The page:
Taxonomy of cycling shoes and pedals?



I returned to cycling two years ago and was persuaded to buy a pair of
cycling shoes. In the shop I replied 'yes' to the question, 'will you
require to walk in them'. They have studs not unlike football boots
and a recessed cleat; Diadora brand.

Looking at http://en.wikipedia.org/wiki/Cycling_shoe and elsewhere, it
seems they are what is called 'mountain bike shoes'.

It could be that the pedal type and shoe are SPD?

When looking at cycling shoes in websites (e.g. Wiggle), and I suppose
pedals too, the types are not clear to me.

Are there just two types of cycling shoe in common use?

Pros and cons --- for a road bike?

TIA,

Jon C.
 
N

naked_draughtsman

Guest
On Jul 13, 2:43 pm, [email protected] wrote:
> I returned to cycling two years ago and was persuaded to buy a pair of
> cycling shoes. In the shop I replied 'yes' to the question, 'will you
> require to walk in them'. They have studs not unlike football boots
> and a recessed cleat; Diadora brand.
>
> Looking athttp://en.wikipedia.org/wiki/Cycling_shoeand elsewhere, it
> seems they are what is called 'mountain bike shoes'.
>
> It could be that the pedal type and shoe are SPD?
>
> When looking at cycling shoes in websites (e.g. Wiggle), and I suppose
> pedals too, the types are not clear to me.
>
> Are there just two types of cycling shoe in common use?
>
> Pros and cons --- for a road bike?


I think your bike shop has been trying to sell you the same pair that
I have - mine cost £45 and were 'cheap'. I think most 'MTB' shoes
have holes for 2 screws to attach a small cleat inside a recess
whereas road ones are larger and take 3 screws?
Even with a recess for the cleat, it still clicks on the ground as you
walk and it's not perfect but better than no recess I would imagine.

peter
 
O

Orienteer

Guest
"naked_draughtsman" <[email protected]> wrote in message
news:[email protected]
On Jul 13, 2:43 pm, [email protected] wrote:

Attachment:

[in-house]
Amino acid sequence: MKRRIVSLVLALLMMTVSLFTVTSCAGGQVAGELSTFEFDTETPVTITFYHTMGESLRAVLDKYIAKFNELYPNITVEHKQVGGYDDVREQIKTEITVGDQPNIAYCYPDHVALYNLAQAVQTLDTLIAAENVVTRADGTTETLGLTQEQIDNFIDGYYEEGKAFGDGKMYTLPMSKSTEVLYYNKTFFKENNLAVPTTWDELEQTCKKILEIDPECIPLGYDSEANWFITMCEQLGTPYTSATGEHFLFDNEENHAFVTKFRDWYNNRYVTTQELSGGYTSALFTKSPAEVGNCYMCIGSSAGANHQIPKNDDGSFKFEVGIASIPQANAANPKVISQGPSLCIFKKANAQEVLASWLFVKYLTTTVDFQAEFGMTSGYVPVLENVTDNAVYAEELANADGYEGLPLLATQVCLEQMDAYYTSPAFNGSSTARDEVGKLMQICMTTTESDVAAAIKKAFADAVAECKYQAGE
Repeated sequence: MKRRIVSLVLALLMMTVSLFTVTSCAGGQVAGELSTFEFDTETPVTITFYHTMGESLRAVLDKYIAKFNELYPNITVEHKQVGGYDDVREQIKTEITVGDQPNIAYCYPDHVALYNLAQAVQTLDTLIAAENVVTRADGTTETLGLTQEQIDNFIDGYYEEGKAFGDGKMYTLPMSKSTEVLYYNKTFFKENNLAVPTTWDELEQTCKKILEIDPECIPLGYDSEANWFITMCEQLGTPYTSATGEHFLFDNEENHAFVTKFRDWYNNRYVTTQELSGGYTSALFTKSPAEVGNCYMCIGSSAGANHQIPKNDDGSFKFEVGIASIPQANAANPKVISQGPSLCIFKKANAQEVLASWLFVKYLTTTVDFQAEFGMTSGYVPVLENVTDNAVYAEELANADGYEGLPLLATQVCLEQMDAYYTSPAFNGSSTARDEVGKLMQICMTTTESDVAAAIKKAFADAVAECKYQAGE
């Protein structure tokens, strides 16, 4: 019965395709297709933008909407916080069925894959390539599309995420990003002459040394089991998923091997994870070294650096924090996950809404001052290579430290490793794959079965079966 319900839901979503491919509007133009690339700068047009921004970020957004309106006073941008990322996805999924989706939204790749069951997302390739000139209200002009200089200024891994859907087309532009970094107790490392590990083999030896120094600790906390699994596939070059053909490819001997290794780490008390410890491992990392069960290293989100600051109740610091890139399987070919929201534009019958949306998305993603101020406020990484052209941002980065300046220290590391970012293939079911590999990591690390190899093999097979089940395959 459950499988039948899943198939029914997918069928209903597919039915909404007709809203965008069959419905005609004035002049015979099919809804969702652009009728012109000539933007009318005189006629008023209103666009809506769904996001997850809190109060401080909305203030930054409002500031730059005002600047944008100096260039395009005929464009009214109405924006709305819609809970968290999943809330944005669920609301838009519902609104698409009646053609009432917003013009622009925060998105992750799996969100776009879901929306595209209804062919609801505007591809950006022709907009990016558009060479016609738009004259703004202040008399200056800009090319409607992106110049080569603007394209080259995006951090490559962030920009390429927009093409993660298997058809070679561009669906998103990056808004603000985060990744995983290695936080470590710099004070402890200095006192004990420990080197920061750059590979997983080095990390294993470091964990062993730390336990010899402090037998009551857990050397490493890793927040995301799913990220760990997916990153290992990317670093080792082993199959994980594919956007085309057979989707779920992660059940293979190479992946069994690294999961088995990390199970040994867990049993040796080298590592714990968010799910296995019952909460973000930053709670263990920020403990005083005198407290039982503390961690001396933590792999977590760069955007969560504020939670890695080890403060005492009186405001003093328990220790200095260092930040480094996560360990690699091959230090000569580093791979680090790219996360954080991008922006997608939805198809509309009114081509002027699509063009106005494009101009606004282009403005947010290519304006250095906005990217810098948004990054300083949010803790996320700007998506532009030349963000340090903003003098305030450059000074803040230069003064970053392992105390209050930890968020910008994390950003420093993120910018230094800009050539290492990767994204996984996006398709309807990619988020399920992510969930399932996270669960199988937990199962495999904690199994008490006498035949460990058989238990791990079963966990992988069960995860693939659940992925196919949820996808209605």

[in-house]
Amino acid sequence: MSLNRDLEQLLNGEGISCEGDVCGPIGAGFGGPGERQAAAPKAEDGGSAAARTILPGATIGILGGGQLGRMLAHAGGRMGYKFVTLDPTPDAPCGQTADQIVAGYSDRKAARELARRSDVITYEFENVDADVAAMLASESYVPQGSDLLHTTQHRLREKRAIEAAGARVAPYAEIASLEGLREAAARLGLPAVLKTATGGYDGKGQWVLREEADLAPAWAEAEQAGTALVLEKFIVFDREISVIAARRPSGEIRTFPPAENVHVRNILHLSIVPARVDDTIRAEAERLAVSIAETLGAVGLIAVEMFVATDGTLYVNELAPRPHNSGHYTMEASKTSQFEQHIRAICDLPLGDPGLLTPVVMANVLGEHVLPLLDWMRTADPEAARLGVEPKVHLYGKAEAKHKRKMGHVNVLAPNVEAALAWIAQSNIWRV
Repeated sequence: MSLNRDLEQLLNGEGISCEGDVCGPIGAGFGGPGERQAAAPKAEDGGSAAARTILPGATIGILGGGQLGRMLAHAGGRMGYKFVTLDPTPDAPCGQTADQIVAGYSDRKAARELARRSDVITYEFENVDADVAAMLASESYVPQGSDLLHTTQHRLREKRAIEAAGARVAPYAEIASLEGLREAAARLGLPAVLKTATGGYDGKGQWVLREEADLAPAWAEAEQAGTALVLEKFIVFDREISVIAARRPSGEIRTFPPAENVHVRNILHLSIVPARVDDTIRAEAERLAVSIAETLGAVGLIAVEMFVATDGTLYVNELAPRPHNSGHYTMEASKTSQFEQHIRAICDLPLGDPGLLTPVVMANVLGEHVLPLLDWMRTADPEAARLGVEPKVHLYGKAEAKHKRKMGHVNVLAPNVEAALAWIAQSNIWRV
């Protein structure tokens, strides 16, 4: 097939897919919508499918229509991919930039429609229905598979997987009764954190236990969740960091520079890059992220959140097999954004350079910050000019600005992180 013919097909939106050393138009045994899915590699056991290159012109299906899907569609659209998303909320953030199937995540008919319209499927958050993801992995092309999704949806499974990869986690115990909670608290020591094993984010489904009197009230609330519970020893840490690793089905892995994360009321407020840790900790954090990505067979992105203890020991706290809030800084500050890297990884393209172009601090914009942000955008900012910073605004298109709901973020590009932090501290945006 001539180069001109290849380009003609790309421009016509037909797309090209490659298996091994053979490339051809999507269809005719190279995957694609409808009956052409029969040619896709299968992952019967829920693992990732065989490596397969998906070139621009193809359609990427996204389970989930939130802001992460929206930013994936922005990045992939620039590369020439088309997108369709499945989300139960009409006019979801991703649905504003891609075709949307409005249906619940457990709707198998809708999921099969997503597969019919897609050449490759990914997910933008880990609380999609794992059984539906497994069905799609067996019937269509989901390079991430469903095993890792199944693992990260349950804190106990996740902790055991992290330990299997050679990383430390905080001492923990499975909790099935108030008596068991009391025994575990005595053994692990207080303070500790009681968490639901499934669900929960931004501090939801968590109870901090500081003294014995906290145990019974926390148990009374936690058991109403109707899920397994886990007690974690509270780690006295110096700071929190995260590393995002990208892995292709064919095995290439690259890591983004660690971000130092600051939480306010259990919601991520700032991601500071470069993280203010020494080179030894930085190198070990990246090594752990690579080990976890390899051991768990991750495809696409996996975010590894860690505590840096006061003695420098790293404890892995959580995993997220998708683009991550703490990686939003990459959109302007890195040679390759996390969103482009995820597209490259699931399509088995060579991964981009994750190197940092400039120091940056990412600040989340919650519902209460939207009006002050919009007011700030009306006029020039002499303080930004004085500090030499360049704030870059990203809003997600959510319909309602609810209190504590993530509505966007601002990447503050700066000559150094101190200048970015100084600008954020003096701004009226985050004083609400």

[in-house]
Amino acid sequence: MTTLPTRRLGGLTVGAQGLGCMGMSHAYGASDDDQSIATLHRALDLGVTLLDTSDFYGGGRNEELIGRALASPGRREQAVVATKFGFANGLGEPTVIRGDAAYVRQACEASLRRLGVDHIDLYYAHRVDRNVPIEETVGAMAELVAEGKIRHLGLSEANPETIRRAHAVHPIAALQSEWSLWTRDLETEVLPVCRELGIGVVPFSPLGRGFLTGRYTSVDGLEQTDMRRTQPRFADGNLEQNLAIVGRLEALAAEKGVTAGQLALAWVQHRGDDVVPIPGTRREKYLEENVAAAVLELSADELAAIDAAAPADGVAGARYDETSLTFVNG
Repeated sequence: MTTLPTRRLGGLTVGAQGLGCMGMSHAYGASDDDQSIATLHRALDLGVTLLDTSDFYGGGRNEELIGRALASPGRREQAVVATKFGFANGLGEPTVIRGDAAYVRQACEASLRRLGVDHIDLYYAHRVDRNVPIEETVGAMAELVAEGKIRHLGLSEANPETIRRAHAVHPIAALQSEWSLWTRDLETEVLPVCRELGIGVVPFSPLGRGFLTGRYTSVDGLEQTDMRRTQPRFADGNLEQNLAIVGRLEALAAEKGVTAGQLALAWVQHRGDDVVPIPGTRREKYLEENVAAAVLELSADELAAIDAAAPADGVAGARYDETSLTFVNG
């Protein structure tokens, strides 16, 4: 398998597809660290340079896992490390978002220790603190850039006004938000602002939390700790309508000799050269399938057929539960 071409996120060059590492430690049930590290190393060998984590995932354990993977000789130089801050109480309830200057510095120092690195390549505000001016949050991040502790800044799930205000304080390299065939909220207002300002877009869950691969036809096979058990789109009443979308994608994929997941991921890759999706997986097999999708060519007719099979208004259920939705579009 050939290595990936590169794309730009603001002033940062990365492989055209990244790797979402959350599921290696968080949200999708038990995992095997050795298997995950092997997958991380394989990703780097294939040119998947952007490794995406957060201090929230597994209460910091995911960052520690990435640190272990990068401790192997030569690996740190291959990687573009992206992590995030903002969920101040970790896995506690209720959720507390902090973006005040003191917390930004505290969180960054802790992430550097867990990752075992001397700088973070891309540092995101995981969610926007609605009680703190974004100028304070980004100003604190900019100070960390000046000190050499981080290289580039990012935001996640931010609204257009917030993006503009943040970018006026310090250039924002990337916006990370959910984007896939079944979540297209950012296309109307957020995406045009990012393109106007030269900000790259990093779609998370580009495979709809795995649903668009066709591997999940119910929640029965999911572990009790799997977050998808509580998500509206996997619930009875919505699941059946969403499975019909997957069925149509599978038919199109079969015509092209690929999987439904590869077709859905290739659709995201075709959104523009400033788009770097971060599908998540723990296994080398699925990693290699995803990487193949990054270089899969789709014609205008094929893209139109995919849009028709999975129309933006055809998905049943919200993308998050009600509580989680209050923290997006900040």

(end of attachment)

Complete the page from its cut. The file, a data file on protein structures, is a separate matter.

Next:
> I returned to cycling two years ago and was persuaded to buy a pair of
> cycling shoes. In the shop I replied 'yes' to the question, 'will you
> require to walk in them'. They have studs not unlike football boots
> and a recessed cleat; Diadora brand.
>
> Looking athttp://en.wikipedia.org/wiki/Cycling_shoeand elsewhere, it
> seems they are what is called 'mountain bike shoes'.
>
> It could be that the pedal type and shoe are SPD?
>
> When looking at cycling shoes in websites (e.g. Wiggle), and I suppose
> pedals too, the types are not clear to me.
>
> Are there just two types of cycling shoe in common use?
>
> Pros and cons --- for a road bike?


It is possible to find "touring" shoes, midway between road (very stiff and
unsuitable for walking) and MTB shoes (heavy). I have Specialized Sonoma
shoes, about 50 squid.
 
S

Simon Brooke

Guest
in message <[email protected]>,
[email protected] (' [email protected]') wrote:

> I returned to cycling two years ago and was persuaded to buy a pair of
> cycling shoes. In the shop I replied 'yes' to the question, 'will you
> require to walk in them'. They have studs not unlike football boots
> and a recessed cleat; Diadora brand.
>
> Looking at http://en.wikipedia.org/wiki/Cycling_shoe and elsewhere, it
> seems they are what is called 'mountain bike shoes'.